Iron Man 3: Anxiety Attacks and Terrorism!

Just Sittin' Around

Marvel Studios continues to create ambitious, successful superhero movies with Iron Man 3 – the best of Tony Stark’s solo adventures to date. This time out, Stark is suffering post-traumatic stress disorder as a result of having his world upended in The Avengers – leaving him vulnerable both physically and emotionally.

While Iron Man 3 isn’t (quite) the movie that The Avengers was, it is an outstanding superhero movie that develops aspects of Tony Stark/Iron Man (Robert Downey Jr.) in very human ways – thus anchoring the superhero exploits to a very relatable human being.

Stark is having trouble sleeping in the aftermath of The Avengers – now that he’s home again the whole experience has put him into a funk. Aliens, gods and weird dimensions have undermined his world and even being lucky enough to have had Pepper Potts (Gwyneth Paltrow) move in with him hasn’t really helped much – when she heads off to bed, he goes into his lab and tinkers. As IM3 begins, he hasn’t slept in three days.

Elsewhere, a new, tech savvy terrorist who calls himself The Mandarin (Ben Kingsley) is blowing stuff up – killing dozens of innocents as he ‘teaches’ U.S. President Ellis lessons (lesson one: heroes – there is no such thing). Kingsley’s Mandarin dresses like an Asian, carries a Russian weapon and speaks in a broad Middle-American accent with flattened volumes and unorthodox phrasing – making it difficult to say exactly where he’s from.

mandarin

Then there’s Aldridge Killian (Guy Pearce), a seemingly suave genius and founder of Advanced Idea Mechanics (along with Hydra, one of Marvel comics’ most vicious and effective criminal organizations) who seems sweet on Pepper and has a serious grudge against Tony that stems from being shot down by Stark one New Year’s Eve fifteen years before.

Add gorgeous scientist Maya Hansen (Rebecca Hall) – who was the reason Stark ignored Killian all those years ago – and her Extremis program for creating supersoldiers and you have the basics of a terrific superhero/action movie.

But Iron Man 3 doesn’t stop there –director/co-writer Shane Black (Lethal Weapon, Kiss Kiss Bang Bang) not only has Tony suffering anxiety attacks, he destroys Tony’s toys – the price of giving a terrorist one’s home address. Then he strands him in a snowy part of Tennessee (this is a summer movie that takes place at Christmas). Without his toys, but with a precocious (but not annoyingly cute) boy named Harley (Ty Simpkins) – whom he doesn’t treat much better than anyone else. Harley, though, gives as good as he gets.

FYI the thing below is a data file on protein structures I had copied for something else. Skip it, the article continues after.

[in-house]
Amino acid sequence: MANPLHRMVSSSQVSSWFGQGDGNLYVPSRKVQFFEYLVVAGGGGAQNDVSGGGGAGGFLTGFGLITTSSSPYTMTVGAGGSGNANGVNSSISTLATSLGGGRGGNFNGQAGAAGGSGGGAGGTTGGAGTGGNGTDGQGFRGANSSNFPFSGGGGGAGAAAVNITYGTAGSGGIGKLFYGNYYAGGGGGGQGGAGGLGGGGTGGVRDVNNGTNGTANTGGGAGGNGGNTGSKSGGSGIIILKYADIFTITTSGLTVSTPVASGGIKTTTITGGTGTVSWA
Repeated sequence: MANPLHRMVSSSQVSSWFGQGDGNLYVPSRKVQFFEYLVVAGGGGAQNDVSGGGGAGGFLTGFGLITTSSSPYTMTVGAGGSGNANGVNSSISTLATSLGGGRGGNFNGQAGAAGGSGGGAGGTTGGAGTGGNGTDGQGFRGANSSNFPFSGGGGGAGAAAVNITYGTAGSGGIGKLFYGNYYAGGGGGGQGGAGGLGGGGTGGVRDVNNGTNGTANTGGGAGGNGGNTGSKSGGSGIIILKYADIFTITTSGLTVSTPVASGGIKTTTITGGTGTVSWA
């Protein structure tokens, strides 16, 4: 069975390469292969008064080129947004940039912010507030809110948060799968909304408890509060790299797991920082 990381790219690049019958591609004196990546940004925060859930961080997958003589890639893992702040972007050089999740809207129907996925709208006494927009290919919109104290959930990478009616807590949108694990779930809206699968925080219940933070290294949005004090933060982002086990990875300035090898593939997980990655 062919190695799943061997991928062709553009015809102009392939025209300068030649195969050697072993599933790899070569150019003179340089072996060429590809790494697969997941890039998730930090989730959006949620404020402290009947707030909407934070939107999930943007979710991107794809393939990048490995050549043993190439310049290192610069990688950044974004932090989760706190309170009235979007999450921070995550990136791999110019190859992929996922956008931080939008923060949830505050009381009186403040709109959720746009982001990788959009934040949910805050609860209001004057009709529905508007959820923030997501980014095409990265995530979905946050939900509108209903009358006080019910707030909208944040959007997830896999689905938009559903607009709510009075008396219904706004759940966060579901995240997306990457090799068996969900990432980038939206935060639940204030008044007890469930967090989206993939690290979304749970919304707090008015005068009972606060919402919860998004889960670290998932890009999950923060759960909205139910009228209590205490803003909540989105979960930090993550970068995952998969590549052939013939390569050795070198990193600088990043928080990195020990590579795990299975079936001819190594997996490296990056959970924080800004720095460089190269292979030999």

Jon Favreau is back as Tony’s best friend, Happy Hogan – now head of security at Stark Industries. In his brief time onscreen, Happy takes a lot of damage but also provides a clue that sets Stark on the path to take out the Mandarin.

Don Cheadle returns as Tony’s pal, James Rhodes – whose War Machine armor has undergone a striking new paint job to become the Iron Patriot (a name Rhodey hates, but tested extremely well).

Iron Patriot

Downey has really gotten into the role of tony Stark and infused him with Downey’s own gift of glib throwaway banter and cocky nonchalance – which is why his portrayal of works so well. Superficially, Tony is the same, but Downey gets his pain and keeps it just simmering beneath the surface – when it doesn’t surface in the form of anxiety attacks.

Kingsley has a field day as The Mandarin – and certainly makes the most of a particularly effective twist involving the character. Pearce plays Killian as gifted but kind of forgettable – which plays into a cool twist for his character. In fact, almost every major character undergoes some kind of transformation over the course of the movie.

Like every Marvel movie thus far, Iron Man 3 mixes its intense, frequently exhilarating action sequences with moments when we get to see the characters more as people than plot developments. Every action sequence has an emotional undercurrent related to what the characters involved are going through – and the action sequences are mostly pretty damned spiffy.

Black gives Iron Man 3 the same kind just slightly off-kilter feel that made Kiss Kiss Bang Bang – his first film as director – such a peculiar delight. That he is able to do so should be no surprise. Marvel has made a habit of signing unlikely directors to make their movies – something that has, no doubt, been able to keep them from feeling like they’ve just rolled off some gigantic assembly line.

Iron Man is one of the very best superhero movies ever made. It is one of the few threequels to not just work really well, but outdo both its previous films, quality-wise (the only other film I’ve seen do that would be Toy Story 3). Even the 3D conversion is pretty darned good – it even works during the final action sequence, when the lighting occasionally gets a bit murky.

As for the tag at the end of the closing credits, it may be the best, yet – and here’s a hint: Tony Stark narrates Iron Man 3, and there’s a reason for that. Man of Steel will have to pretty awesome to top Iron Man 3.

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Photos courtesy of Marvel Studios